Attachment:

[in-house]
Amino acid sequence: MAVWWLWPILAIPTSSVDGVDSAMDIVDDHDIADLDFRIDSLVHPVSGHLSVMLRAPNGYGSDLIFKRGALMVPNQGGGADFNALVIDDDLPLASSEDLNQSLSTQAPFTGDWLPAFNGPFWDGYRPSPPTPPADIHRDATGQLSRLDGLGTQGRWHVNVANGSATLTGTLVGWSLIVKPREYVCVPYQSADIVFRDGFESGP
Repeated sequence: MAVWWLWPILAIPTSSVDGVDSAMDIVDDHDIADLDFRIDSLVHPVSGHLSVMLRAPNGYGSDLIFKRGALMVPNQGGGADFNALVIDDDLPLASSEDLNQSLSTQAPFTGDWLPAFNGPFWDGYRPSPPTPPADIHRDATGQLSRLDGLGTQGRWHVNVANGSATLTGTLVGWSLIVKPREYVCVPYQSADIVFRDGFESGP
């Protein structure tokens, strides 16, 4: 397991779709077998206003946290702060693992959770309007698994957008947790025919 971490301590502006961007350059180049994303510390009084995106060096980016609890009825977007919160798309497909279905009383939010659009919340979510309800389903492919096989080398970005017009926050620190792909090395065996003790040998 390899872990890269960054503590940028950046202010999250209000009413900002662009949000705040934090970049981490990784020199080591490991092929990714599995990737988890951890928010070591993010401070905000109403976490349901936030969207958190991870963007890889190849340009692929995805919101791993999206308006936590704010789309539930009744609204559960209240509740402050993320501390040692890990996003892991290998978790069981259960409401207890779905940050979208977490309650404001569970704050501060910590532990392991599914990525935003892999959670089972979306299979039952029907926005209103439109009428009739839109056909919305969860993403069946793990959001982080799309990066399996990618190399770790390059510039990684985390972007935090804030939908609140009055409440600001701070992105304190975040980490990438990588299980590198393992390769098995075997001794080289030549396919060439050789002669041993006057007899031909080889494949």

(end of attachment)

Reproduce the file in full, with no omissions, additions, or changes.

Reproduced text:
[in-house]
Amino acid sequence: MAVWWLWPILAIPTSSVDGVDSAMDIVDDHDIADLDFRIDSLVHPVSGHLSVMLRAPNGYGSDLIFKRGALMVPNQGGGADFNALVIDDDLPLASSEDLNQSLSTQAPFTGDWLPAFNGPFWDGYRPSPPTPPADIHRDATGQLSRLDGLGTQGRWHVNVANGSATLTGTLVGWSLIVKPREYVCVPYQSADIVFRDGFESGP
Repeated sequence: MAVWWLWPILAIPTSSVDGVDSAMDIVDDHDIADLDFRIDSLVHPVSGHLSVMLRAPNGYGSDLIFKRGALMVPNQGGGADFNALVIDDDLPLASSEDLNQSLSTQAPFTGDWLPAFNGPFWDGYRPSPPTPPADIHRDATGQLSRLDGLGTQGRWHVNVANGSATLTGTLVGWSLIVKPREYVCVPYQSADIVFRDGFESGP
């Protein structure tokens, strides 16, 4: 397991779709077998206003946290702060693992959770309007698994957008947790025919 971490301590502006961007350059180049994303510390009084995106060096980016609890009825977007919160798309497909279905009383939010659009919340979510309800389903492919096989080398970005017009926050620190792909090395065996003790040998 390899872990890269960054503590940028950046202010999250209000009413900002662009949000705040934090970049981490990784020199080591490991092929990714599995990737988890951890928010070591993010401070905000109403976490349901936030969207958190991870963007890889190849340009692929995805919101791993999206308006936590704010789309539930009744609204559960209240509740402050993320501390040692890990996003892991290998978790069981259960409401207890779905940050979208977490309650404001569970704050501060910590532990392991599914990525935003892999959670089972979306299979039952029907926005209103439109009428009739839109056909919305969860993403069946793990959001982080799309990066399996990618190399770790390059510039990684985390972007935090804030939908609140009055409440600001701070992105304190975040980490990438990588299980590198393992390769098995075997001794080289030549396919060439050789002669041993006057007899031909080889494949």